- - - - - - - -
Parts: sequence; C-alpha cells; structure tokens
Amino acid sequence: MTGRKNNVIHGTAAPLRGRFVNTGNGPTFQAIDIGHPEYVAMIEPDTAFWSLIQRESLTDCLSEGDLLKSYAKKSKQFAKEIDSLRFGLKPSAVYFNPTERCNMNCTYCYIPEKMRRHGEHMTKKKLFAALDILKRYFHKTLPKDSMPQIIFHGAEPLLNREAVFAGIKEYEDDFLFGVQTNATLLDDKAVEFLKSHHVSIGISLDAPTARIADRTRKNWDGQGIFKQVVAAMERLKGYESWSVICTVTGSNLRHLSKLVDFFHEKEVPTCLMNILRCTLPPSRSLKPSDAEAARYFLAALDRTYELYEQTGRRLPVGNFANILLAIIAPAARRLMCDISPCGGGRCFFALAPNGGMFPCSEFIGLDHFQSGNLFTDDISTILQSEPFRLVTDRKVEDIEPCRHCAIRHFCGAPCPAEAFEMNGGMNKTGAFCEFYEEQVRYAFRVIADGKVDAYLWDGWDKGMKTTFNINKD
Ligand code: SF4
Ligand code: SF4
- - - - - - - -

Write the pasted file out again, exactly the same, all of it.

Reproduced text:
Parts: sequence; C-alpha cells; structure tokens
Amino acid sequence: MTGRKNNVIHGTAAPLRGRFVNTGNGPTFQAIDIGHPEYVAMIEPDTAFWSLIQRESLTDCLSEGDLLKSYAKKSKQFAKEIDSLRFGLKPSAVYFNPTERCNMNCTYCYIPEKMRRHGEHMTKKKLFAALDILKRYFHKTLPKDSMPQIIFHGAEPLLNREAVFAGIKEYEDDFLFGVQTNATLLDDKAVEFLKSHHVSIGISLDAPTARIADRTRKNWDGQGIFKQVVAAMERLKGYESWSVICTVTGSNLRHLSKLVDFFHEKEVPTCLMNILRCTLPPSRSLKPSDAEAARYFLAALDRTYELYEQTGRRLPVGNFANILLAIIAPAARRLMCDISPCGGGRCFFALAPNGGMFPCSEFIGLDHFQSGNLFTDDISTILQSEPFRLVTDRKVEDIEPCRHCAIRHFCGAPCPAEAFEMNGGMNKTGAFCEFYEEQVRYAFRVIADGKVDAYLWDGWDKGMKTTFNINKD
Ligand code: SF4
Ligand code: SF4